Please note that the attempt here is not to glorify (or even to justify) passive resistance. The idea (like what we did when we explored the ‘Power of carrot and stick’) is to develop a richer understanding of the complex reality that underlies the phenomenon of passive resistance which in turn will help us to respond to passive resistance more effectively.  

So, how should we deal with passive resistance- in ourselves and in others? A good place to start is to examine some of the causes of the passive resistance mentioned above.
  • If the cause for passive resistance is an environment where the direct expression of disagreement is discouraged, the logical first step should be to make it more safe/acceptable to express opinions/disagreement more directly/openly. Of course, this is easier said than done, changing (hierarchical) cultures often requires significant amount of time and effort (see 'Placebos, Paradoxes and Parables for Culture Change' )
  • If the passive resistance is based upon the belief that past practices have been sufficient and there is no need to change, then placing more emphasis on creating and communicating the ‘business case’ for the change becomes critical. This is especially important in those situations where employees go into passive resistance as a means of retaliation for some decision or action they perceive to be unfair or unjustified.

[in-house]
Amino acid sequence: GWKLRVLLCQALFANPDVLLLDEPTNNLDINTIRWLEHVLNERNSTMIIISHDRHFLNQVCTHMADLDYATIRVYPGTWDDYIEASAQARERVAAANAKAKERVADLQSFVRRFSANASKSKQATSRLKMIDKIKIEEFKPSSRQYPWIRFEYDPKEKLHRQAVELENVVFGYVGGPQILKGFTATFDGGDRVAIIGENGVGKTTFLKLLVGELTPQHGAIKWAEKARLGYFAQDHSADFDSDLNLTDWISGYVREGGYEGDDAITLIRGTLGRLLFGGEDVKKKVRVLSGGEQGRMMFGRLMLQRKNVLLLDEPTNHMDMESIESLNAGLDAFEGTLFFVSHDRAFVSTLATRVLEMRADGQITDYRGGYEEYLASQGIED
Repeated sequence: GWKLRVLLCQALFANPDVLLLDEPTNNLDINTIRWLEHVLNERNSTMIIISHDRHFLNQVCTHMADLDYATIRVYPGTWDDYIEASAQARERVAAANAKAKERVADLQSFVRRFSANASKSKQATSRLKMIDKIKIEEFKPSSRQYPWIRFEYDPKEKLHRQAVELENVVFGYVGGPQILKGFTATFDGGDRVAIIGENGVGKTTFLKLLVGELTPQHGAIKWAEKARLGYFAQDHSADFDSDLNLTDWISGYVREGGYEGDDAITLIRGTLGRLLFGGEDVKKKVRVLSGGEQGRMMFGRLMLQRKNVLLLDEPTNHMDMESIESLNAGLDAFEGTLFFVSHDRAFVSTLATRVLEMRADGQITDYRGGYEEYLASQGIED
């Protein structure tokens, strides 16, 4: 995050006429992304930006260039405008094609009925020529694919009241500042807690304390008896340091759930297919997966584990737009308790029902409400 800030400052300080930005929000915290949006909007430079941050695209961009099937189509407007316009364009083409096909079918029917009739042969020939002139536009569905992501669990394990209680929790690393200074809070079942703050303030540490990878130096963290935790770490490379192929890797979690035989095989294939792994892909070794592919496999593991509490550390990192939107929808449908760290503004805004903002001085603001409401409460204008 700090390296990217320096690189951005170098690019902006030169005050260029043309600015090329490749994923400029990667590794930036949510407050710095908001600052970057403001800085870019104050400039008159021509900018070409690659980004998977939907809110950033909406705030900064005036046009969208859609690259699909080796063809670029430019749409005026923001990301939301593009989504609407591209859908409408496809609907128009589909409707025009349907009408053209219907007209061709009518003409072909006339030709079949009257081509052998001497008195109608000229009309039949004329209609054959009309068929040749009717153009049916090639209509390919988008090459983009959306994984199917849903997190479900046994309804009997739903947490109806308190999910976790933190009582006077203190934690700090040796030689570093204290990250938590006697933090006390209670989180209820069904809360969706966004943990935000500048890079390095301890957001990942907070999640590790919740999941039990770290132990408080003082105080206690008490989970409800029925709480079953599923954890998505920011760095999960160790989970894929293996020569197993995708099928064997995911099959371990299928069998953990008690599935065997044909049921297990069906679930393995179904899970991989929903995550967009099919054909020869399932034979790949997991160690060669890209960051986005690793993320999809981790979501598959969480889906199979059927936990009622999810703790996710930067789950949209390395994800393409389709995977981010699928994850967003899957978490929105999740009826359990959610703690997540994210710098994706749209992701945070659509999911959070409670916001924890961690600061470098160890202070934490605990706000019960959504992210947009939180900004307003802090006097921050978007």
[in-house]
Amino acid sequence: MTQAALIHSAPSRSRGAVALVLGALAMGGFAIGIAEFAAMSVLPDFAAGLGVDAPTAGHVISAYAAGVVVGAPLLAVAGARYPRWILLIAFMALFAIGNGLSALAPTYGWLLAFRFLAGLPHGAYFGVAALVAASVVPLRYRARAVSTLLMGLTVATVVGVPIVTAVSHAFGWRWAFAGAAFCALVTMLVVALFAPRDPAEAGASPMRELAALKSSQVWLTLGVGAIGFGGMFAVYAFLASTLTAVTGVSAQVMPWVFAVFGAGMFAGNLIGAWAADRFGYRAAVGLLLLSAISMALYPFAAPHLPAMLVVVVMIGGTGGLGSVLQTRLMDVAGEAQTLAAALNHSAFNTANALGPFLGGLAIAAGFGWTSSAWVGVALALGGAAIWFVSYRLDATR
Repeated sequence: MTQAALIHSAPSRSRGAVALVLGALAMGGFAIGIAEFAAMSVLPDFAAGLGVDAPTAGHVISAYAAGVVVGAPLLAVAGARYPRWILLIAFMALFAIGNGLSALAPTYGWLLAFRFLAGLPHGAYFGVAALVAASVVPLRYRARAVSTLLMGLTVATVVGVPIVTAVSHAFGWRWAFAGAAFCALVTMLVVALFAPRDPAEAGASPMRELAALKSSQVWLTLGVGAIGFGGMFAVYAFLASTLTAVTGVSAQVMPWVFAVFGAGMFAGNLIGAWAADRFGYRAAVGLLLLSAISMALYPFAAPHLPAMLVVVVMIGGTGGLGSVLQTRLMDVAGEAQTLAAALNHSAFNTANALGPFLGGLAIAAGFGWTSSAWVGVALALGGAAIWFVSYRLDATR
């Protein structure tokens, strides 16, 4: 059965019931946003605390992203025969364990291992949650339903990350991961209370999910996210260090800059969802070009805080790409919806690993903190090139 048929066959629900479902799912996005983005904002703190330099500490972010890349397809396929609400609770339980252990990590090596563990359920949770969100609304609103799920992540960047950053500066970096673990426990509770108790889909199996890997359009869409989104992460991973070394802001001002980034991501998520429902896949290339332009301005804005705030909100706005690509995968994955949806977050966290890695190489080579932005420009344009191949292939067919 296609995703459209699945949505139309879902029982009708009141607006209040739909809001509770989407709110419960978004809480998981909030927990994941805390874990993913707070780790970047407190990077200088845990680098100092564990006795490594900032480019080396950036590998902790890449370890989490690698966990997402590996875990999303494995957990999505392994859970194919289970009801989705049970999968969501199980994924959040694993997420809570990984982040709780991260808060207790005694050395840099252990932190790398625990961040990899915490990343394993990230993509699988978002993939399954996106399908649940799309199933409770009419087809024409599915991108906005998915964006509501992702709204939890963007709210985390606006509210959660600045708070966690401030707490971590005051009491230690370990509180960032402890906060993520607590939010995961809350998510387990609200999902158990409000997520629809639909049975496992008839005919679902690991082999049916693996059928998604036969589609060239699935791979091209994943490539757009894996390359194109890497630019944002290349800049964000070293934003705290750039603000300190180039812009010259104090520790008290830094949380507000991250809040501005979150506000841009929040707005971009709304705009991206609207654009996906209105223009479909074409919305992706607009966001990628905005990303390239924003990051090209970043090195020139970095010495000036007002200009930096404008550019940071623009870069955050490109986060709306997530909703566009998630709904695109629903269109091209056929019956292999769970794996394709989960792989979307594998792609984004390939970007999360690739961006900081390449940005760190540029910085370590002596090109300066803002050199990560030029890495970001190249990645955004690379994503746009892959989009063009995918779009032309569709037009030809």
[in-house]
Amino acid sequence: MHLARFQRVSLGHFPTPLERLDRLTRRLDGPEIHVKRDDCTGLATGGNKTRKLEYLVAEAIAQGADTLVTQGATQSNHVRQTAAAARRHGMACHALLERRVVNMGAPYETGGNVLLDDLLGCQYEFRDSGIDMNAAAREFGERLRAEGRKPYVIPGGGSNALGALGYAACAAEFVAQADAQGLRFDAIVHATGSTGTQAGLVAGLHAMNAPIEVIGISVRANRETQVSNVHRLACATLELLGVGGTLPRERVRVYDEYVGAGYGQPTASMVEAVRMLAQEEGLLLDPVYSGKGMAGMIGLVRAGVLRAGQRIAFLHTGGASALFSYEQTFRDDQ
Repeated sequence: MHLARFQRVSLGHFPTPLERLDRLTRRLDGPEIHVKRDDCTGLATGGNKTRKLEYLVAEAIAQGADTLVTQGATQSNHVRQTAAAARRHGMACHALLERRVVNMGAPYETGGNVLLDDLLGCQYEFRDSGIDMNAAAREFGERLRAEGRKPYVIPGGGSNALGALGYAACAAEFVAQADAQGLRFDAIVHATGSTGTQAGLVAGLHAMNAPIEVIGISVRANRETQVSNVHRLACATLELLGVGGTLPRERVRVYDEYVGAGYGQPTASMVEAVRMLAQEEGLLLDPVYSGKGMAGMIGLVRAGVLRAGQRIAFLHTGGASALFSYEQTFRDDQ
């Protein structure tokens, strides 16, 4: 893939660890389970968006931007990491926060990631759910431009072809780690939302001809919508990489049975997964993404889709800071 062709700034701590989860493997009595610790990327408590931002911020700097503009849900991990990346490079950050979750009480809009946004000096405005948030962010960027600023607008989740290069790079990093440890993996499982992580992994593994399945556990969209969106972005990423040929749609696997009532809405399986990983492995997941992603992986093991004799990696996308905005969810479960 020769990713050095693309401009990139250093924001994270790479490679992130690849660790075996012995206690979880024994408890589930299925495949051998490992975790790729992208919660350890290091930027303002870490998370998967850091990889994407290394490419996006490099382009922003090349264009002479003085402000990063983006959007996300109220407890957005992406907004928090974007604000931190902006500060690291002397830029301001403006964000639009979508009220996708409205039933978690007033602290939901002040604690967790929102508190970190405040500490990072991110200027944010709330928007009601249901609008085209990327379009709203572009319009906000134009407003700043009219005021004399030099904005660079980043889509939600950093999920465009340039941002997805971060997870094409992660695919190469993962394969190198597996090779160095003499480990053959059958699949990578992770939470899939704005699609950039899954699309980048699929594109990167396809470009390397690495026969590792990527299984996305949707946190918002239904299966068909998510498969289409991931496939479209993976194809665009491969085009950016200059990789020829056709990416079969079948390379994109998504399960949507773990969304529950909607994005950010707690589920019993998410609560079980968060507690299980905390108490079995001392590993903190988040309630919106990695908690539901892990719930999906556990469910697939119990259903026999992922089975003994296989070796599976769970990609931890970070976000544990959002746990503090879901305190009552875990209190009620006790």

• If the key contributing factor is lack of lack of competence or lack of confidence in their ability to execute, then capability building & coaching should be looked at.
  • If the problem is primarily with the loss of control/independence, getting the employees more involved in the change process, giving them more freedom in determining how to carry out the task and reducing the amount of micromanagement (while ensuring accountability) will help.